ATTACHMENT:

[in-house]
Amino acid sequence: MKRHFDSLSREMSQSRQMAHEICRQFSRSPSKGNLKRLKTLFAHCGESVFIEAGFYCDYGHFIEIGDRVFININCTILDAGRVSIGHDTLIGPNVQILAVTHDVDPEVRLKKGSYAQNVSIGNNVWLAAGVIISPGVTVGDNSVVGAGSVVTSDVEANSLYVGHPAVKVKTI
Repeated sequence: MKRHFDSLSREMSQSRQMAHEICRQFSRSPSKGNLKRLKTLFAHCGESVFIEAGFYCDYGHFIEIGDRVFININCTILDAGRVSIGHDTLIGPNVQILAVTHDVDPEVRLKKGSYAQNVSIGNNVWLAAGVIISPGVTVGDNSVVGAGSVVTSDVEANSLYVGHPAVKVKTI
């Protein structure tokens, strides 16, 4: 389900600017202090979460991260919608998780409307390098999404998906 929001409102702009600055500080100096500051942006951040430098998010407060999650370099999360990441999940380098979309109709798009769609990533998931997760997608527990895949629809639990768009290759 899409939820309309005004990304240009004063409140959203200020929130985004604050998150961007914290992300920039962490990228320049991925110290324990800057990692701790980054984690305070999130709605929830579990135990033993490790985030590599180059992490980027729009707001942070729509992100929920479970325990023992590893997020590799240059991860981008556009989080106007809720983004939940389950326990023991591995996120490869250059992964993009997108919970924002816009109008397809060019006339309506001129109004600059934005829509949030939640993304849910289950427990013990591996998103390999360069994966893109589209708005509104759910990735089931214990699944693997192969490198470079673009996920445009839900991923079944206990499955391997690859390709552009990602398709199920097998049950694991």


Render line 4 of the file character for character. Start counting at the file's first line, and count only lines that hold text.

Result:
């Protein structure tokens, strides 16, 4: 389900600017202090979460991260919608998780409307390098999404998906 929001409102702009600055500080100096500051942006951040430098998010407060999650370099999360990441999940380098979309109709798009769609990533998931997760997608527990895949629809639990768009290759 899409939820309309005004990304240009004063409140959203200020929130985004604050998150961007914290992300920039962490990228320049991925110290324990800057990692701790980054984690305070999130709605929830579990135990033993490790985030590599180059992490980027729009707001942070729509992100929920479970325990023992590893997020590799240059991860981008556009989080106007809720983004939940389950326990023991591995996120490869250059992964993009997108919970924002816009109008397809060019006339309506001129109004600059934005829509949030939640993304849910289950427990013990591996998103390999360069994966893109589209708005509104759910990735089931214990699944693997192969490198470079673009996920445009839900991923079944206990499955391997690859390709552009990602398709199920097998049950694991």